Insurer has no duty to defend contractor in worker injury case


A general liability insurer has no duty to defend a “pro bono” contractor for the injuries a church worker sustained on its job site, an appellate court held Tuesday.

In Mid-Continent Casualty Co. v. Arpin & Sons LLC, the 11th U.S. Circuit Court of Appeals in Atlanta unanimously affirmed a district court’s ruling that the contractor was considered the employer of the worker for workers compensation purposes and fell outside of the duty to defend provisions of the general liability insurance policy.

Faith Deliverance Church in Miami entered into a verbal agreement with a licensed Florida general contractor, Arpin & Sons LLC, to perform “pro bono” work on its construction project building a senior citizen housing unit. Arpin maintained a workers compensation policy from Vinings Insurance Co. and a general liability insurance policy from Mid-Continent Casualty Co.

During construction, church employee Lee Blue came into contact with an electrified bucket of concrete and sustained severe, permanent injuries. Arpin filed a workers compensation claim for Mr. Blue, which was accepted, and Vinings continued to pay indemnity for at least six years. However, Mr. Blue filed a lawsuit against Arpin alleging that the contractor was negligent in its operation of the site. April sought indemnity from Mid-Continent Casualty, which argued that its policy excluded coverage for bodily injury to an employee arising out of and in the course of employment.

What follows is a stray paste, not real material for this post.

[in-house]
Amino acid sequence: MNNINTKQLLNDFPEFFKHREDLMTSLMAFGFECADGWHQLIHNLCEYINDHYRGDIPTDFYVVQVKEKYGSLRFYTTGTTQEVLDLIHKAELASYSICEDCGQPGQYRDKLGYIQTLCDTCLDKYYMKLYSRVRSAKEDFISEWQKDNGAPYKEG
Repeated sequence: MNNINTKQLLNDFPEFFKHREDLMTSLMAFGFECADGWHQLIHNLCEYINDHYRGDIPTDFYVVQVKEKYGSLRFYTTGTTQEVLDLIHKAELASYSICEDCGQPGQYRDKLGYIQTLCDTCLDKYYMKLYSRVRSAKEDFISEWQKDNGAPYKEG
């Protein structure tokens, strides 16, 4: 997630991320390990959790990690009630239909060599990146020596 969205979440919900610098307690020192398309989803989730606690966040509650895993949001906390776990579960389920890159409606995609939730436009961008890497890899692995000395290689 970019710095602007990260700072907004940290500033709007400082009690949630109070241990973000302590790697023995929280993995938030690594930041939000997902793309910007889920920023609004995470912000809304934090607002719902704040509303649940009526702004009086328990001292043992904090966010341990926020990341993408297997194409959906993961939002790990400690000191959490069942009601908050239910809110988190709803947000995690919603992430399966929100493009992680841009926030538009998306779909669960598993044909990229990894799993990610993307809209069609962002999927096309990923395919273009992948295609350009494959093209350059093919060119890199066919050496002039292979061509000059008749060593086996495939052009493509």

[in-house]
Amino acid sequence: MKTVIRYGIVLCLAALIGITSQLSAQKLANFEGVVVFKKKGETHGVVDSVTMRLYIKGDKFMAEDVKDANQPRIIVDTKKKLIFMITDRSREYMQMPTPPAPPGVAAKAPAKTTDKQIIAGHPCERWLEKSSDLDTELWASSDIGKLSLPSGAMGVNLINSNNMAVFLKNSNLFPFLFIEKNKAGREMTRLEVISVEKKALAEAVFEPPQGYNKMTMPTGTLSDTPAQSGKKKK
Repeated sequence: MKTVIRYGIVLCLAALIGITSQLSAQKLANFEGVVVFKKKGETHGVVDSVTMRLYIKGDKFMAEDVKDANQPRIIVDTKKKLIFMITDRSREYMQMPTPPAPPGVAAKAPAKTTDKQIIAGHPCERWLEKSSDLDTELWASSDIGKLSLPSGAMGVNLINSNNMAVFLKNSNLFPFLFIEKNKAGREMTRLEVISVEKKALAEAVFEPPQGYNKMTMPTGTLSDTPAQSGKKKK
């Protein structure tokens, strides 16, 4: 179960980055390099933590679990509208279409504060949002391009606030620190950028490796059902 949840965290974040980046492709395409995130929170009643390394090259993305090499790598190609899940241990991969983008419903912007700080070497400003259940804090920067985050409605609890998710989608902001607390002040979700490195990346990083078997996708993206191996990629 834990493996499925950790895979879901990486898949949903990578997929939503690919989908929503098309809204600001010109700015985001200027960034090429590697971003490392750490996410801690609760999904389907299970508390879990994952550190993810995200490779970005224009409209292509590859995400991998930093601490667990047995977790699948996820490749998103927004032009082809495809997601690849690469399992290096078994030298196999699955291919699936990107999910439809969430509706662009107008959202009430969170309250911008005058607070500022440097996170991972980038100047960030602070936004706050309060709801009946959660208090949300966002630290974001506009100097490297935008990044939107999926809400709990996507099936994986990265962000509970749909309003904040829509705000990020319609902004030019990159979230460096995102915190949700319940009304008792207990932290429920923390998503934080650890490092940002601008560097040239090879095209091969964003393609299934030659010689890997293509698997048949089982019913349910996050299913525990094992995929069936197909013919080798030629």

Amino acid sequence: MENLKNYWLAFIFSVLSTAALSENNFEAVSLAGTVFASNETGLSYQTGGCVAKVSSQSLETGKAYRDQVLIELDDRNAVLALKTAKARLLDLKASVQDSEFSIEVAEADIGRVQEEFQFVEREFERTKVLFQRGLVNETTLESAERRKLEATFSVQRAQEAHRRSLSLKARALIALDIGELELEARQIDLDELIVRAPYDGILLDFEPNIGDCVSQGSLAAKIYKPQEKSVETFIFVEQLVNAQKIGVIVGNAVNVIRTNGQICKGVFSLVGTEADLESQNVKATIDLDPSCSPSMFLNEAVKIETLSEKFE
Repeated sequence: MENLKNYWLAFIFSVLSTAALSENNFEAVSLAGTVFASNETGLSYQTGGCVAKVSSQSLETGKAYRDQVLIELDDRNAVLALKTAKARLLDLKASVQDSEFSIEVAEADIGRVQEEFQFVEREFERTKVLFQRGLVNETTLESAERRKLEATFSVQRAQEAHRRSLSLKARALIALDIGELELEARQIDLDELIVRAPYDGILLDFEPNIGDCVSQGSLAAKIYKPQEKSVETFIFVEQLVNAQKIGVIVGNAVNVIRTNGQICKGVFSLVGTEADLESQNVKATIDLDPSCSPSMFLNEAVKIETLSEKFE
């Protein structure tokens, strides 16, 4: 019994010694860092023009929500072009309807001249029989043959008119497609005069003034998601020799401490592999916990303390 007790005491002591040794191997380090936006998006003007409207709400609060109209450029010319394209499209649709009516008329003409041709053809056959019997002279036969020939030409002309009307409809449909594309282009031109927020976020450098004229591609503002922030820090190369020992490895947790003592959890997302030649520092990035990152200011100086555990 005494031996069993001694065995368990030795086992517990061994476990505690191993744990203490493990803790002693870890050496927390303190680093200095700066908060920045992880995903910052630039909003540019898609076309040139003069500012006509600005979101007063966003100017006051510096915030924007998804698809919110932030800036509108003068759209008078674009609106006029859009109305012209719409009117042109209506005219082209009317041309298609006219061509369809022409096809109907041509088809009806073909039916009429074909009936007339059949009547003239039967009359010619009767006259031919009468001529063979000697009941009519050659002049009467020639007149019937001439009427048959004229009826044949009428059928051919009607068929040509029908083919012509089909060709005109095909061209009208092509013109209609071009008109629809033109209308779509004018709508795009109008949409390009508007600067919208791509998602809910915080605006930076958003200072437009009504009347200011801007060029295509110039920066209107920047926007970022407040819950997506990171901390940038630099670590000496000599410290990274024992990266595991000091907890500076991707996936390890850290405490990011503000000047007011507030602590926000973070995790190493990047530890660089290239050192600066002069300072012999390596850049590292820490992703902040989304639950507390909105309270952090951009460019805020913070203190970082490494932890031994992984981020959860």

The U.S. District Court for the Southern District of Florida concluded as a matter of law that the insurer owed Arpin no duty to defend because of the exclusion. Arpin and Mr. Blue appealed.

The circuit court affirmed the decision. Although Arpin and Mr. Blue argued that Arpin served only nominally as general contractor, the circuit court disagreed, finding that Arpin was responsible to the property owner, conducted inspections and assumed some liability for the safety of workers on the project via its workers compensation policy.

The circuit court found that the district court correctly determined that Arpin was Mr. Blue’s statutory employer and that his injuries were excepted from coverage under the general liability policy.

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